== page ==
Scientists hope to revive near-extinct northern white rhino
Scientists working to save the northern white rhinoceros from extinction plan to implant its artificially developed embryos in another, more abundant rhino subspecies in Kenya later this year, researchers and government officials said on Wednesday.
The northern white rhino came closer to extinction in 2018 when the last known living male died in Kenya’s Ol Pejeta Conservancy. The only surviving northern white rhinos now are a mother and daughter, which also live at the site, making them the world’s most endangered mammal.
Researchers collected sperm from male rhinos before their deaths and developed three embryos using eggs collected from the two living females last year. They plan to implant the embryos in female southern white rhinos, which are more populous. “Despite the fact that more research is still needed, the team expects that a first attempt for this crucial, never before achieved step, may be undertaken in 2020,” Ol Pejeta Conservancy said in a statement.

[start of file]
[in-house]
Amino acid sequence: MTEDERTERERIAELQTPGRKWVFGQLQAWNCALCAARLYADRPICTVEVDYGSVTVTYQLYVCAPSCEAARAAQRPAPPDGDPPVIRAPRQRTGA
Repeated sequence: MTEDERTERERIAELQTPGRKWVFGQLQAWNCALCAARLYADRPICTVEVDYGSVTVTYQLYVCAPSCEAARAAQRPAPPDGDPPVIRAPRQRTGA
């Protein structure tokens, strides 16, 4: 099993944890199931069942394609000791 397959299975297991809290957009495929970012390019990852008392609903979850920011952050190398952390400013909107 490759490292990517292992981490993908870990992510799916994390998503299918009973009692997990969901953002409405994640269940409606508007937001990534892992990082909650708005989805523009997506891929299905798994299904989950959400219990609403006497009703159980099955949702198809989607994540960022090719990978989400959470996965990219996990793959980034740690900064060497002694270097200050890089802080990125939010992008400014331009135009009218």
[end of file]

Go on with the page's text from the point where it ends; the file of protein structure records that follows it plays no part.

In addition to Ol Pejeta, the team behind the effort includes Kenya Wildlife Services, Italian-based Avantea Lab, which has the embryos in its custody, Dvur Králové Zoo in the Czech Republic, and German-based Leibniz Institute for Zoo & Wildlife Research.